BPP University Business School: September 2015
Exhibit 2: Key ratio analysis for Henwell’s financial statements.
ProfitabilityROCEOperating ProfitEquity + Debt*2647x 100 =7.98%4317x 100 =17.17%15458+1772814537+10599Gross MarginGross Profit4089x 100 =7.09%5397x 100 =8.44%Revenue5764363916Net (Operating) Margin Operating Profit2647x 100 =4.59%4317x 100 =6.75%Revenue5764363916LiquidityCurrent RatioCurrent Assets5256=0.406140=0.49Current Liabilities1301212465Quick RatioCA – Inventories5256-2896=0.186140-3598=0.20Current Liabilities1301212465EfficiencyInventory DaysInventories2896x 365 =19.743598x 365 =22.44Cost of Sales5355458519Payable DaysTrade payables13012x 365 =156.0412465x 365 =127.68Wholesale purchases3043735633Operating Cash CycleInventory Days – Payable Days-136.30-105.24SolvencyGearingDebt*17728x 100 =53.42%10599x 100 =42.17%Debt* + Equity17728+1545810599+14537Interest coverOperating Profit2647=3.854317=15.47Finance costs687279* Debt represents borrowings within non-current liabilities2014/152013/14
BPP University Business School: September 2015
Exhibit 3: Notes from Olivia’s discussions with the Board of Directors
The notes below cover discussions of the period 2014/15 with two of the Board directors.
Sales Director – Elena Lorquist
Clearly the reduction in overall revenue this year has been disappointing. German Discount retailers (like Aldi and Lidl) have recently come to the UK and have been successful in taking away some of our customers and we are losing market share in the UK. We have been trying to respond to this by reducing the prices of various products that we will sell, we are confident this will prevent a further reduction in our market share in the future.
We have tried to make up for this by expanding our markets outside the UK. The large investments we made into our US joint venture have seen our sales grow, but at a disappointing rate compared to our investment, and the growth in sales in the rest of the world has been modest.
The US venture was Michael’s *Moorcroft – former CEO] favourite project, and the lack of significant progress there has caused some conflict with the Board, with some directors keen to continue to invest in the US with the expectation that things will improve, while others want to limit any further damage to the company’s profitability, dispose of our operations within the US and concentrate on our core business in the UK.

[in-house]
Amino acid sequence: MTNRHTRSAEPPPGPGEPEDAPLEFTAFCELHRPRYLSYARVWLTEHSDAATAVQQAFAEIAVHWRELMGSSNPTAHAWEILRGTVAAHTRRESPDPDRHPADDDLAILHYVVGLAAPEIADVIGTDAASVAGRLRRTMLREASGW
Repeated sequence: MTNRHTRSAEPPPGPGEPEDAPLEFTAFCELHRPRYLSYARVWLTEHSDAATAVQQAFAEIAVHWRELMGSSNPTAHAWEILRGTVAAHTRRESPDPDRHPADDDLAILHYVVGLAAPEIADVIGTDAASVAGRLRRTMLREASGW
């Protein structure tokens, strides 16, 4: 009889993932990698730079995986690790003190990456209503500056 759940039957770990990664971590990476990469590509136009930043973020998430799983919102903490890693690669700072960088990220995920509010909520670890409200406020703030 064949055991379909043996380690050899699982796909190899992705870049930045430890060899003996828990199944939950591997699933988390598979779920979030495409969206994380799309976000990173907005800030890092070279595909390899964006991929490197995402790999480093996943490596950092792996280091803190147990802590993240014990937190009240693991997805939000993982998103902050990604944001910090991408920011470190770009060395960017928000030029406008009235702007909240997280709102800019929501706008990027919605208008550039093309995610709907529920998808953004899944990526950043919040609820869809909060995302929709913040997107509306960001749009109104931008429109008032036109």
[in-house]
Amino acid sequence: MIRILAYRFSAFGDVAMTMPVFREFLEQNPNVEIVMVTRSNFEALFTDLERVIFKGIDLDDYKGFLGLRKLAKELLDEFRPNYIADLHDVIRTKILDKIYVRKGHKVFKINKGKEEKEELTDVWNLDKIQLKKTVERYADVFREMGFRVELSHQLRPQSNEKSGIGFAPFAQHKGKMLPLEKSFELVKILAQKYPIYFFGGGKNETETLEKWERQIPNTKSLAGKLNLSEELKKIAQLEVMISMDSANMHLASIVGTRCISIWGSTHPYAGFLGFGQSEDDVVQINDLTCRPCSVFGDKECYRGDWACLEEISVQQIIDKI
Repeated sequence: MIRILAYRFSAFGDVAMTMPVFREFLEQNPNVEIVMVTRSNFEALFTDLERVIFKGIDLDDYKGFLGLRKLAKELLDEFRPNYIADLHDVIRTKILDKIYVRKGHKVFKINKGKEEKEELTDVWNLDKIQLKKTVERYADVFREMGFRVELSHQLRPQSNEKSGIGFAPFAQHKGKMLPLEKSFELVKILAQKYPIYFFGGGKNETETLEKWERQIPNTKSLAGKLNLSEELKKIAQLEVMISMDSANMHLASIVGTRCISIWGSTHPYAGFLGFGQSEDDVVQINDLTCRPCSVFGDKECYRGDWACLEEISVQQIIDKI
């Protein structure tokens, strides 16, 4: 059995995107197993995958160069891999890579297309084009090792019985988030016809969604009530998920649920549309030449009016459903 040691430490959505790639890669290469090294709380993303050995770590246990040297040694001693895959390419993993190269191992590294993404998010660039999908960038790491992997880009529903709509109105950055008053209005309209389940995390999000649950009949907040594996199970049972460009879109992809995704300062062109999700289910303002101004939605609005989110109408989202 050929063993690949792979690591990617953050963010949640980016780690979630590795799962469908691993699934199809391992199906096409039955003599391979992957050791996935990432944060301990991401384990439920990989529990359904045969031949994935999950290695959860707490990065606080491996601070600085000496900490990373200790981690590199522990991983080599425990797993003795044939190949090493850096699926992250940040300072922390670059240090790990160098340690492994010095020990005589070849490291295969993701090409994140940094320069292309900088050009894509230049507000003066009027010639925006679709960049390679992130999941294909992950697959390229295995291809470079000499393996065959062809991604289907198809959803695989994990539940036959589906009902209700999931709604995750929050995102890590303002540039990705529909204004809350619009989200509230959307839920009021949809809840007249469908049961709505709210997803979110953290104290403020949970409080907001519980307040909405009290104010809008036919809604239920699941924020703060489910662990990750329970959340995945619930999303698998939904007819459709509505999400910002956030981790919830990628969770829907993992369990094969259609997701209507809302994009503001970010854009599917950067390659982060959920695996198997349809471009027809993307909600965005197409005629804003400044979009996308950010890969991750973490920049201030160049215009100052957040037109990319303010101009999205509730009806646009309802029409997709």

It’s fair to say that the major shareholders are unhappy with the current financial position and would like some reassurance that financial results will be rapidly improving now Michael’s gone.
Finance Director – Saqib Chawdry
The revenue reduction which occurred during 2014/15 has meant we needed to focus on actions which could be taken to reduce our costs.
Clearly less customer sales meant we were buying fewer products from our wholesale suppliers, but we also benefited from the general price of commodities (which are the raw materials of the products our suppliers sell to us) falling during 2014/15.
In the short-term (the last 12 months), it has been difficult to reduce other cost areas. In terms of employee wages we have been able to reduce overtime and where feasible not replace people when they leave the company but this has had a small impact.
Likewise most of the running costs of stores (which include items like business rates, light and heat, cleaning materials) will occur whether sales rise or fall. Only by closing stores will we begin to save these costs and we are not at that stage presently.
When considering the costs in moving goods between our warehouses and the retail stores, a review of our logistical arrangements (particularly in the UK) might help us make significant cost savings in the medium term (2018 onwards), but we have a lot of costs in terms of warehouses, trucks and delivery drivers which we cannot reduce at this time.
BPP University Business School: September 2015
The impact of not being able to reduce costs means that the average cost of selling each product has increased, which along with the price reductions noted by Elena above mean that we are making less profit from each product we sell.
It has been disappointing that we have not been able to reduce our administration costs during this period, we have had a number of issues arising in 2014/15 set out below which have impacted on this area of cost including: